As published in Scotsman Guide's Commercial Edition, June 2006.
A common complaint mortgage brokers have about commercial loans is that they're too time-consuming. But who's at fault?
Perhaps it's the short-sighted broker who is shopping for the best rates, as opposed to the best product for the clients' needs. Or maybe it's the overly optimistic borrower, whose property value is determined from little more than consulting a handful of tea leaves. Or it could be the lender that is so nonchalant about closing loans that it makes you wonder how it can afford those fancy trade-show booths.
So how do you build an efficient, successful commercial business amid all that blame-shifting? The answer lies in the questions.
Knowing the right questions to ask before the loan process begins can help you map out the shortest distance between the application and the closing table. To be successful, you must be prepared to interview lenders and borrowers. Once you learn the basic sets of questions for both groups, you'll be better able to find the best lender for each borrower.
When you first meet prospective borrowers, you often have no idea what they need. Maybe they're commercial-property investors looking to add another apartment building to their portfolio. Maybe they are hardware-store-owners who want to take cash out to purchase more inventory.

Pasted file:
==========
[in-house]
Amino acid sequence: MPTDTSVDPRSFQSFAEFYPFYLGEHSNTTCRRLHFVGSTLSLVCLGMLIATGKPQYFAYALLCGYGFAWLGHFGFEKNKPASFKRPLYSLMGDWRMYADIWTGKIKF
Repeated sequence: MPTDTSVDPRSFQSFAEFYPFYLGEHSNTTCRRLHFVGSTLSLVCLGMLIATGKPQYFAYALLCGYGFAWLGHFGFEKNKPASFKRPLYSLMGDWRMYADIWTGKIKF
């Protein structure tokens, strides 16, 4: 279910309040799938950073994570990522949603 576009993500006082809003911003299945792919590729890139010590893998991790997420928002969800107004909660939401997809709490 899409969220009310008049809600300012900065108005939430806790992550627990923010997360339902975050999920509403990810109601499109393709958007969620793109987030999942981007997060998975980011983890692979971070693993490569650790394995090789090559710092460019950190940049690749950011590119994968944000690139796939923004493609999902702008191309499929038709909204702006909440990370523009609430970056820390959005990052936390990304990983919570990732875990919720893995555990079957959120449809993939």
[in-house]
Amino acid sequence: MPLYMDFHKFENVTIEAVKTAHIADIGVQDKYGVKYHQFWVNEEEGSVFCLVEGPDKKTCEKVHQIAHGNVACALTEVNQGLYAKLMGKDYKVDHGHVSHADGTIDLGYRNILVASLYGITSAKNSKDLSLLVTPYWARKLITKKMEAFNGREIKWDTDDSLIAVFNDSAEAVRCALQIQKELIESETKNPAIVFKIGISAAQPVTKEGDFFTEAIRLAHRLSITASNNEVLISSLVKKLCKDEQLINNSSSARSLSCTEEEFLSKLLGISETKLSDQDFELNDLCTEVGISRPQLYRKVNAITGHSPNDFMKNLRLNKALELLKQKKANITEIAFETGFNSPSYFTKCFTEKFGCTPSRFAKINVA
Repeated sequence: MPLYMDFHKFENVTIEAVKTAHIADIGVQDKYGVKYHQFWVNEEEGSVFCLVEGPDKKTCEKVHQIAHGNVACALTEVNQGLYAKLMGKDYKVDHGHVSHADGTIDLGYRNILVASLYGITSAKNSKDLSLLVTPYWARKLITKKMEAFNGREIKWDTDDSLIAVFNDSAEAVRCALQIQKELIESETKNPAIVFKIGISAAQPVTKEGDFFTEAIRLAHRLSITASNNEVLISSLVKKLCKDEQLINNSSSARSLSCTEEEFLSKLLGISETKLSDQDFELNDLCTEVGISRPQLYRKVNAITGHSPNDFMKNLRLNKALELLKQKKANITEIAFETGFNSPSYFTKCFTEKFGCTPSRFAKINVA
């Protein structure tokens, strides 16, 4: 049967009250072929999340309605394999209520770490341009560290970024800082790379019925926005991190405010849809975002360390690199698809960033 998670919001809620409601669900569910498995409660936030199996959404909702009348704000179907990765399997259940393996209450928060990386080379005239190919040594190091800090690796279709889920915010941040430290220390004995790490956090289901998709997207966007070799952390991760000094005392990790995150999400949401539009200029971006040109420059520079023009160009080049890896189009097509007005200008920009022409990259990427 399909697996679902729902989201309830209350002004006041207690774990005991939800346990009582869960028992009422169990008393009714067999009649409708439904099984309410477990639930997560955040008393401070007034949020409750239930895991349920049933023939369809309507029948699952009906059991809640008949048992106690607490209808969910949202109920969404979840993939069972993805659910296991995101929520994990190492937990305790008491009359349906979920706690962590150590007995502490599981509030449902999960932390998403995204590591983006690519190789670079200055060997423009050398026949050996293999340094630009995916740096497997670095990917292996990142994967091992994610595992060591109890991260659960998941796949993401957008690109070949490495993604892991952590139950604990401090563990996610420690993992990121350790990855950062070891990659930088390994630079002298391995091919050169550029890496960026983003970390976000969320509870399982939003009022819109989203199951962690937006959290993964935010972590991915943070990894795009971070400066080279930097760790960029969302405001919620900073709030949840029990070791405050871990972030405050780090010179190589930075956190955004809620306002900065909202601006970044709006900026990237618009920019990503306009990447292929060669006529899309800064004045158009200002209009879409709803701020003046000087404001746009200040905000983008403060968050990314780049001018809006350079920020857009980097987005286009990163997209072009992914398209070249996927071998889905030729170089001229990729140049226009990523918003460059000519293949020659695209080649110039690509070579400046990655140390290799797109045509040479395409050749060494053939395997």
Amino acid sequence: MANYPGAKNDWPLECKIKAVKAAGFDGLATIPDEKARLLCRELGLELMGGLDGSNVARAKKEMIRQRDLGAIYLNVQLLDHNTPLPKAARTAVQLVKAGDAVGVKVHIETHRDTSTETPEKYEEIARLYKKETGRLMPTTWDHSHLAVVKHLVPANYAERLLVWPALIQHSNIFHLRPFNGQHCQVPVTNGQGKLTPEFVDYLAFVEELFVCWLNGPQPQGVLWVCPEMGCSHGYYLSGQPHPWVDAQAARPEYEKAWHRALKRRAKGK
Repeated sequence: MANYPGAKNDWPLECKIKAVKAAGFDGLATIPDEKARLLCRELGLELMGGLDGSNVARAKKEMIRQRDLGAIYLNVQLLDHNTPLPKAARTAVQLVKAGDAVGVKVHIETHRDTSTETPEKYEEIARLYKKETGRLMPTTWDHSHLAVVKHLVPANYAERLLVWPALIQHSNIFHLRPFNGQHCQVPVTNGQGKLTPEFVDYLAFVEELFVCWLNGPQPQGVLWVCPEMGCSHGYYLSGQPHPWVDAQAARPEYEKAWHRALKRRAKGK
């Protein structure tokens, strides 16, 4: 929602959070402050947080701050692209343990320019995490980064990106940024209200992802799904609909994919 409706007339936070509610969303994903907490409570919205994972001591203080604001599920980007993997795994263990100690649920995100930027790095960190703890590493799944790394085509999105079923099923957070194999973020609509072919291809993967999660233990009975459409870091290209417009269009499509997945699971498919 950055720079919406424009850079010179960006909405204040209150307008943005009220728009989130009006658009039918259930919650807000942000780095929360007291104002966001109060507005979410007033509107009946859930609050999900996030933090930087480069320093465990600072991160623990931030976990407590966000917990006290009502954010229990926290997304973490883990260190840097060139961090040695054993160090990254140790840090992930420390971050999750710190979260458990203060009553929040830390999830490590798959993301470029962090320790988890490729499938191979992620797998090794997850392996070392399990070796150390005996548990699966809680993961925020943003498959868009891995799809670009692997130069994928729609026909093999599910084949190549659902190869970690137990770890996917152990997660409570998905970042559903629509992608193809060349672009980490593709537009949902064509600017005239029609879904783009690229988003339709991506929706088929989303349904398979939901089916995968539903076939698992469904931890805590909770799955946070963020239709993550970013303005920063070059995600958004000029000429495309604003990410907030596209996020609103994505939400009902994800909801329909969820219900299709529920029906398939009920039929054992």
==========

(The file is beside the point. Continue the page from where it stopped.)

No matter what, you want to be in a position to say "yes" as often as possible. That's why it's important to have a small stable of lenders with varied product lines to accommodate nearly any borrower scenario.
If you researched every lending niche out there, though, you wouldn't have much time left to prospect for new business. Consider focusing on the basic spectrum of money sources: traditional lenders (banks), intermediate lenders (stated income/stated asset) and private-money sources (offering less-aggressive rates and terms in exchange for fast turnaround and minimal paperwork).
When you're speaking with lenders, confirm that they specialize in the type of financing you seek. No lender, after all, can truthfully claim that it does everything well. Once establishing what the lender does best, discuss the terms and conditions of its loan programs. Does it have a prepayment penalty? Are the loans fully amortizing or do borrowers face balloon notes after a certain time period? What about document-preparation fees?
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